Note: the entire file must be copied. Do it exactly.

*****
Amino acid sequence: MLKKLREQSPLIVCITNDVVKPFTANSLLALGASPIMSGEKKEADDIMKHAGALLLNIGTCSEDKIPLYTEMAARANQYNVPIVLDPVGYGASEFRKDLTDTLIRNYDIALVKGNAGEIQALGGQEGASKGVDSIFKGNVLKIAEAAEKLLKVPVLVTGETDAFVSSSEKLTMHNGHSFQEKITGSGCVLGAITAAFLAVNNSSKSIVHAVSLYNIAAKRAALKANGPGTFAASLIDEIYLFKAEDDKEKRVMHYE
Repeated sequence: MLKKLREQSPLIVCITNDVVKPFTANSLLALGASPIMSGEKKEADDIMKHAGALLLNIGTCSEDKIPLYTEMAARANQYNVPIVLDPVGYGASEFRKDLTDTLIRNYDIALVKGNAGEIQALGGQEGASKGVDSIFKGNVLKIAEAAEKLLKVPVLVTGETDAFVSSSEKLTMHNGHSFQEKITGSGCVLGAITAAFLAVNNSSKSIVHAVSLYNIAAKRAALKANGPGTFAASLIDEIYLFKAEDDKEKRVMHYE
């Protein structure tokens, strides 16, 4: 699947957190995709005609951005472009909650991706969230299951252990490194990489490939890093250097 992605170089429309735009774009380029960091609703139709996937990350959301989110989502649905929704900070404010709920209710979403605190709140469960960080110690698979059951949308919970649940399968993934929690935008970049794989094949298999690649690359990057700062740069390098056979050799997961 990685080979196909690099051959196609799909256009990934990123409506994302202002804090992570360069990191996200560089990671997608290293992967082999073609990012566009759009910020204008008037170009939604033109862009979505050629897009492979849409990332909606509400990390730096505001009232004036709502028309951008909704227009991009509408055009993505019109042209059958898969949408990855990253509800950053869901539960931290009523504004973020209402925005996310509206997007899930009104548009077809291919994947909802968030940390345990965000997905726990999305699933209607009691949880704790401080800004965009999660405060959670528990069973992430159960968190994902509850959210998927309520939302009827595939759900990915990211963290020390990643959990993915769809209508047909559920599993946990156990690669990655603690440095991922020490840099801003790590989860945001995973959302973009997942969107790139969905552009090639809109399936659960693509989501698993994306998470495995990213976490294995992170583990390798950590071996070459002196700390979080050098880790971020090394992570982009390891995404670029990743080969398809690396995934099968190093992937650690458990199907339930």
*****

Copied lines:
Amino acid sequence: MLKKLREQSPLIVCITNDVVKPFTANSLLALGASPIMSGEKKEADDIMKHAGALLLNIGTCSEDKIPLYTEMAARANQYNVPIVLDPVGYGASEFRKDLTDTLIRNYDIALVKGNAGEIQALGGQEGASKGVDSIFKGNVLKIAEAAEKLLKVPVLVTGETDAFVSSSEKLTMHNGHSFQEKITGSGCVLGAITAAFLAVNNSSKSIVHAVSLYNIAAKRAALKANGPGTFAASLIDEIYLFKAEDDKEKRVMHYE
Repeated sequence: MLKKLREQSPLIVCITNDVVKPFTANSLLALGASPIMSGEKKEADDIMKHAGALLLNIGTCSEDKIPLYTEMAARANQYNVPIVLDPVGYGASEFRKDLTDTLIRNYDIALVKGNAGEIQALGGQEGASKGVDSIFKGNVLKIAEAAEKLLKVPVLVTGETDAFVSSSEKLTMHNGHSFQEKITGSGCVLGAITAAFLAVNNSSKSIVHAVSLYNIAAKRAALKANGPGTFAASLIDEIYLFKAEDDKEKRVMHYE
């Protein structure tokens, strides 16, 4: 699947957190995709005609951005472009909650991706969230299951252990490194990489490939890093250097 992605170089429309735009774009380029960091609703139709996937990350959301989110989502649905929704900070404010709920209710979403605190709140469960960080110690698979059951949308919970649940399968993934929690935008970049794989094949298999690649690359990057700062740069390098056979050799997961 990685080979196909690099051959196609799909256009990934990123409506994302202002804090992570360069990191996200560089990671997608290293992967082999073609990012566009759009910020204008008037170009939604033109862009979505050629897009492979849409990332909606509400990390730096505001009232004036709502028309951008909704227009991009509408055009993505019109042209059958898969949408990855990253509800950053869901539960931290009523504004973020209402925005996310509206997007899930009104548009077809291919994947909802968030940390345990965000997905726990999305699933209607009691949880704790401080800004965009999660405060959670528990069973992430159960968190994902509850959210998927309520939302009827595939759900990915990211963290020390990643959990993915769809209508047909559920599993946990156990690669990655603690440095991922020490840099801003790590989860945001995973959302973009997942969107790139969905552009090639809109399936659960693509989501698993994306998470495995990213976490294995992170583990390798950590071996070459002196700390979080050098880790971020090394992570982009390891995404670029990743080969398809690396995934099968190093992937650690458990199907339930």